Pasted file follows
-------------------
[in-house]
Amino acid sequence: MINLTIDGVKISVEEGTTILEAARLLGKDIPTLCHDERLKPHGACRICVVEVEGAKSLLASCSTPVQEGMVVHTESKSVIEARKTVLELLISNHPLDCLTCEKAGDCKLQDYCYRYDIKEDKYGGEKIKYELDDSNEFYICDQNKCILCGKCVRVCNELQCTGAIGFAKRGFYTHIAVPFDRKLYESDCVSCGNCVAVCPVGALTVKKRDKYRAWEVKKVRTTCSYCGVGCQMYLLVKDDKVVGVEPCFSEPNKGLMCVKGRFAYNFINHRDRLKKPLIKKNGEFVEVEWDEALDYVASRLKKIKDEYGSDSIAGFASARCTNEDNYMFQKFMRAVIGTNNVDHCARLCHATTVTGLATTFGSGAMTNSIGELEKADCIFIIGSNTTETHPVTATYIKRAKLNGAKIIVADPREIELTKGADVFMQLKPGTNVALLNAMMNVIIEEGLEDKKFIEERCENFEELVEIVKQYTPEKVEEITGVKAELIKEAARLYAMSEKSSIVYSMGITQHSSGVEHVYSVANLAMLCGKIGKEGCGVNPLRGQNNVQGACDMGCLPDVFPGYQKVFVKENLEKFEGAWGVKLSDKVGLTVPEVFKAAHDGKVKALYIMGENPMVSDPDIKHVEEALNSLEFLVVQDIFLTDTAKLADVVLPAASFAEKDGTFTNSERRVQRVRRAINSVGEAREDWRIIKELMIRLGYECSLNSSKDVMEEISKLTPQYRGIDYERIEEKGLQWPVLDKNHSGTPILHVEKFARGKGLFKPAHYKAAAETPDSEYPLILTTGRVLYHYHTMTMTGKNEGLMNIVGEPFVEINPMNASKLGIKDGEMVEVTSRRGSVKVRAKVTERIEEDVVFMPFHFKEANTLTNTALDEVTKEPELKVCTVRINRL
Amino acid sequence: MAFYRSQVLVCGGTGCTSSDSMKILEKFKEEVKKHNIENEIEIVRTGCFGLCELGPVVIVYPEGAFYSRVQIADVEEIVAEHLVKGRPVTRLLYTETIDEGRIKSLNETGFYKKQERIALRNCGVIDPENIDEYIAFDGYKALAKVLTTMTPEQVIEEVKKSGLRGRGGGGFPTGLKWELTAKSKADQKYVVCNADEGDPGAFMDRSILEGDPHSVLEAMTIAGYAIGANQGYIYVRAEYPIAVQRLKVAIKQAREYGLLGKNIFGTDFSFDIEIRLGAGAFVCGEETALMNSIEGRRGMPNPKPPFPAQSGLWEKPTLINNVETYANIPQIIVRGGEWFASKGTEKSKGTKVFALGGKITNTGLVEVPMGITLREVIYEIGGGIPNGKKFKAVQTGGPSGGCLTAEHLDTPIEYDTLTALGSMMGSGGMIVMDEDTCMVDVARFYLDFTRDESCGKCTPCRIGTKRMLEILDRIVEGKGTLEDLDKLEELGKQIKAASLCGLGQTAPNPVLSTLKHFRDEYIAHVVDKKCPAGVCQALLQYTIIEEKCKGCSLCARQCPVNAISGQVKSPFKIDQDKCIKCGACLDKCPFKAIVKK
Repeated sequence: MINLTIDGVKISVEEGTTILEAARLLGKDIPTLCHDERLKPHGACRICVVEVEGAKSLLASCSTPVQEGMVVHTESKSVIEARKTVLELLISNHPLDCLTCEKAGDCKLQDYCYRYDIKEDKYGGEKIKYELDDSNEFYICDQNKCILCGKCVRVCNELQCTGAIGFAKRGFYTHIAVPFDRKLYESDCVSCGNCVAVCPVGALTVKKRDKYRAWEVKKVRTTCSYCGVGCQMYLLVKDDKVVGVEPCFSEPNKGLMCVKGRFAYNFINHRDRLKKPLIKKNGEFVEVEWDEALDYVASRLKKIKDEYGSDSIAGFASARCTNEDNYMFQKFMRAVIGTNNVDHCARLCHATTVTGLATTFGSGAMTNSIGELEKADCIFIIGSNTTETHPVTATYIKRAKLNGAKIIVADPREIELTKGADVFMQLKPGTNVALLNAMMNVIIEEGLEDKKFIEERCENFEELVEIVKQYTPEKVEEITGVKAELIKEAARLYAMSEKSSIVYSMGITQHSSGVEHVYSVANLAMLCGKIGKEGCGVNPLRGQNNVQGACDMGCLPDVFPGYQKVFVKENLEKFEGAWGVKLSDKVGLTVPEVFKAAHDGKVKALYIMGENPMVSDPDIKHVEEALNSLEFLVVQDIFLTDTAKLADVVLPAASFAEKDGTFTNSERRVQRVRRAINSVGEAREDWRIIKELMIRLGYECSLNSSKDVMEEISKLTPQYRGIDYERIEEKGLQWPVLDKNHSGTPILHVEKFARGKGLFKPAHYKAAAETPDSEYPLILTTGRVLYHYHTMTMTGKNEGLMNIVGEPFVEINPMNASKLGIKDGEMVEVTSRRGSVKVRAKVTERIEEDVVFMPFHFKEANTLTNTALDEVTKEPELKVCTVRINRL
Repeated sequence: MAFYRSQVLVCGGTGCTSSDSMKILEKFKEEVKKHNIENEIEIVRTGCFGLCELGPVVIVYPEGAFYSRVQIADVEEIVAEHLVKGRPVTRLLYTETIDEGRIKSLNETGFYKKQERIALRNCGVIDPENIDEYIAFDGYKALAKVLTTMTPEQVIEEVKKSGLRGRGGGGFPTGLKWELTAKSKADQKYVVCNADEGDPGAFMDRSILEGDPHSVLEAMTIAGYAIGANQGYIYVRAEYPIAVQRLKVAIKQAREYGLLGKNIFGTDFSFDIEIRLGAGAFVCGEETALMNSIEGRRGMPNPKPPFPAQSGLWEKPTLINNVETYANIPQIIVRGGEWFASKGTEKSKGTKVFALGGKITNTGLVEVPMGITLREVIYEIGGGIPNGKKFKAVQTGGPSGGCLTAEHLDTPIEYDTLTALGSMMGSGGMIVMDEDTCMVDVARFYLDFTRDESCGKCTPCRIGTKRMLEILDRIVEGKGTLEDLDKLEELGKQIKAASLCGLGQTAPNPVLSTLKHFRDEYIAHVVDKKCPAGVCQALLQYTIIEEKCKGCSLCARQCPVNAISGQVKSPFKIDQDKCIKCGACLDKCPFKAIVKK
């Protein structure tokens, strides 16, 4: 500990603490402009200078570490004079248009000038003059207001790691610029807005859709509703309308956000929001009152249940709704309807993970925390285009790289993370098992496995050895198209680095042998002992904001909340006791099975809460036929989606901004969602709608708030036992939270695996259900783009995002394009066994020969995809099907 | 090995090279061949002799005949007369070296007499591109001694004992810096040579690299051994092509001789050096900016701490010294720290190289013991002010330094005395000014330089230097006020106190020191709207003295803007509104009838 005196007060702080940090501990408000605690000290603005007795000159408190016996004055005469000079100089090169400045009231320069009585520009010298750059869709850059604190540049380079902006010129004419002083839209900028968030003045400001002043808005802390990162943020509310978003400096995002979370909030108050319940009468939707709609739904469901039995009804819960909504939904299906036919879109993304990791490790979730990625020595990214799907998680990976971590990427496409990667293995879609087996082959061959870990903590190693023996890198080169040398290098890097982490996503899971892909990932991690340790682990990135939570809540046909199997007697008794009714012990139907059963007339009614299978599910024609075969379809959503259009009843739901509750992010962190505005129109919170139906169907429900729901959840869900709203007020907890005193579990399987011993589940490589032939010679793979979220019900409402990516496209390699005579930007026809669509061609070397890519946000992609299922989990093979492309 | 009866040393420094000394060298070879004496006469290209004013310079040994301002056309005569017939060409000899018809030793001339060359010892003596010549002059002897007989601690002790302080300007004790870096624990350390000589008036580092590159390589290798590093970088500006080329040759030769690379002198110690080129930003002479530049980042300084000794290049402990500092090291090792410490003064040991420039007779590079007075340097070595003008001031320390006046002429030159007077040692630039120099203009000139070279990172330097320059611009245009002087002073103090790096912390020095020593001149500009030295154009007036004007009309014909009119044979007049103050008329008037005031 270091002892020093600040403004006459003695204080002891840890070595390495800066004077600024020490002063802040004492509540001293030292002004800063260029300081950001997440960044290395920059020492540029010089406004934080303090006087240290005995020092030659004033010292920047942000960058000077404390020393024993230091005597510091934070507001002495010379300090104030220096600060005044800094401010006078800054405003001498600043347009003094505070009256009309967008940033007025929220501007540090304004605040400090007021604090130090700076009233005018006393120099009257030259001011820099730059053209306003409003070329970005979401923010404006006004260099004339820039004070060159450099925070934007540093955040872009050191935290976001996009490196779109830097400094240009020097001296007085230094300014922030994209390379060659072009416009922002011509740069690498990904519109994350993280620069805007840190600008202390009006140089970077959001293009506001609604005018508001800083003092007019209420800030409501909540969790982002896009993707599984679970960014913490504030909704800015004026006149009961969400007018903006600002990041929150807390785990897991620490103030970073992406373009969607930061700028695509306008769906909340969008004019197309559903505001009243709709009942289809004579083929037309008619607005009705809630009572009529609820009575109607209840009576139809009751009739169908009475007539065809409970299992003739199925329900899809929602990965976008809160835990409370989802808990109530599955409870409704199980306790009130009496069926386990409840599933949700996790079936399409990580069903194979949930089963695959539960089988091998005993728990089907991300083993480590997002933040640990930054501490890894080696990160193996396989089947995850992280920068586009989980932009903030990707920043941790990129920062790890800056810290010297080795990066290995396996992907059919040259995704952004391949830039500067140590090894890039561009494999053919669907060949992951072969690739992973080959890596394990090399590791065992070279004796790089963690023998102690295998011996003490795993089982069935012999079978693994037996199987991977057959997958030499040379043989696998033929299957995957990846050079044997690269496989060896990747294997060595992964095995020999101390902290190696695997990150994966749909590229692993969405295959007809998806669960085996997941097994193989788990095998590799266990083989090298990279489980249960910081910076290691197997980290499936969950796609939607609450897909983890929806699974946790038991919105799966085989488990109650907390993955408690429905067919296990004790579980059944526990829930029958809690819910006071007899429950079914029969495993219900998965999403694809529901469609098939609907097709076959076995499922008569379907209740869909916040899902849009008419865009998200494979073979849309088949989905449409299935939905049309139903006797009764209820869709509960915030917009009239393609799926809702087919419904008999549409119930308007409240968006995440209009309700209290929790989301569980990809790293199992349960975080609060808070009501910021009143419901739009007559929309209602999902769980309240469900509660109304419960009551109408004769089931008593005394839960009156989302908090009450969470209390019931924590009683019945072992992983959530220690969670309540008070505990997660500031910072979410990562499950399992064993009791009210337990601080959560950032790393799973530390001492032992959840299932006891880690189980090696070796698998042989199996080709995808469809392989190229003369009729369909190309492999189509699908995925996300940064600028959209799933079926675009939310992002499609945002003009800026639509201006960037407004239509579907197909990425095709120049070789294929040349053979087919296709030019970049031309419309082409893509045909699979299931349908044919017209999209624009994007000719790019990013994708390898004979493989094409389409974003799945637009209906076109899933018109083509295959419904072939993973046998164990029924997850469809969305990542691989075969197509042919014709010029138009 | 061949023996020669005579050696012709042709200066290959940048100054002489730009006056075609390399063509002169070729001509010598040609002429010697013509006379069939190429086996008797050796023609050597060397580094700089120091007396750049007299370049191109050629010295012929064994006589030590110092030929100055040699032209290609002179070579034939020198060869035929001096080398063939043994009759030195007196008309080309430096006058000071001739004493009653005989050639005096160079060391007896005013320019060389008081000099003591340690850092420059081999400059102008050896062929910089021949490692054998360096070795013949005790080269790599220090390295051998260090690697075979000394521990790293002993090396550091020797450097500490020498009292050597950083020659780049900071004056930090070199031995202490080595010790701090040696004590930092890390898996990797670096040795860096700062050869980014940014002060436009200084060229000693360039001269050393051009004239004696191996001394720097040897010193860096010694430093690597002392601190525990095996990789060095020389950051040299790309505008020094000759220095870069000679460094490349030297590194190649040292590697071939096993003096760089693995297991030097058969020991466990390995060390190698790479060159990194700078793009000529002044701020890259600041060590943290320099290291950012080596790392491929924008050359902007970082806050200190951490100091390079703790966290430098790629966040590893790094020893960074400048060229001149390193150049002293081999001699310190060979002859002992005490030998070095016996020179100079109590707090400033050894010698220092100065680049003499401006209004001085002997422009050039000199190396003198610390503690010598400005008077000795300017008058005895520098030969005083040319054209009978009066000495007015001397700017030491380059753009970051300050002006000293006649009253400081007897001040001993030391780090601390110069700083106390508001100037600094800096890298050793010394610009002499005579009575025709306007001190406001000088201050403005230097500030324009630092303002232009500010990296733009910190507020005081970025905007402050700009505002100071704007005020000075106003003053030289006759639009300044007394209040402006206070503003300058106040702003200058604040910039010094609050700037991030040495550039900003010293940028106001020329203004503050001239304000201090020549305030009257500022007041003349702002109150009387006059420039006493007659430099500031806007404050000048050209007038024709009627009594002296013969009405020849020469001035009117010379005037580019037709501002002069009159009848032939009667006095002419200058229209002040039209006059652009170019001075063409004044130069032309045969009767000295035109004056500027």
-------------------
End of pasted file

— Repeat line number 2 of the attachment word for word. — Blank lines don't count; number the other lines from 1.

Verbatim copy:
Amino acid sequence: MINLTIDGVKISVEEGTTILEAARLLGKDIPTLCHDERLKPHGACRICVVEVEGAKSLLASCSTPVQEGMVVHTESKSVIEARKTVLELLISNHPLDCLTCEKAGDCKLQDYCYRYDIKEDKYGGEKIKYELDDSNEFYICDQNKCILCGKCVRVCNELQCTGAIGFAKRGFYTHIAVPFDRKLYESDCVSCGNCVAVCPVGALTVKKRDKYRAWEVKKVRTTCSYCGVGCQMYLLVKDDKVVGVEPCFSEPNKGLMCVKGRFAYNFINHRDRLKKPLIKKNGEFVEVEWDEALDYVASRLKKIKDEYGSDSIAGFASARCTNEDNYMFQKFMRAVIGTNNVDHCARLCHATTVTGLATTFGSGAMTNSIGELEKADCIFIIGSNTTETHPVTATYIKRAKLNGAKIIVADPREIELTKGADVFMQLKPGTNVALLNAMMNVIIEEGLEDKKFIEERCENFEELVEIVKQYTPEKVEEITGVKAELIKEAARLYAMSEKSSIVYSMGITQHSSGVEHVYSVANLAMLCGKIGKEGCGVNPLRGQNNVQGACDMGCLPDVFPGYQKVFVKENLEKFEGAWGVKLSDKVGLTVPEVFKAAHDGKVKALYIMGENPMVSDPDIKHVEEALNSLEFLVVQDIFLTDTAKLADVVLPAASFAEKDGTFTNSERRVQRVRRAINSVGEAREDWRIIKELMIRLGYECSLNSSKDVMEEISKLTPQYRGIDYERIEEKGLQWPVLDKNHSGTPILHVEKFARGKGLFKPAHYKAAAETPDSEYPLILTTGRVLYHYHTMTMTGKNEGLMNIVGEPFVEINPMNASKLGIKDGEMVEVTSRRGSVKVRAKVTERIEEDVVFMPFHFKEANTLTNTALDEVTKEPELKVCTVRINRL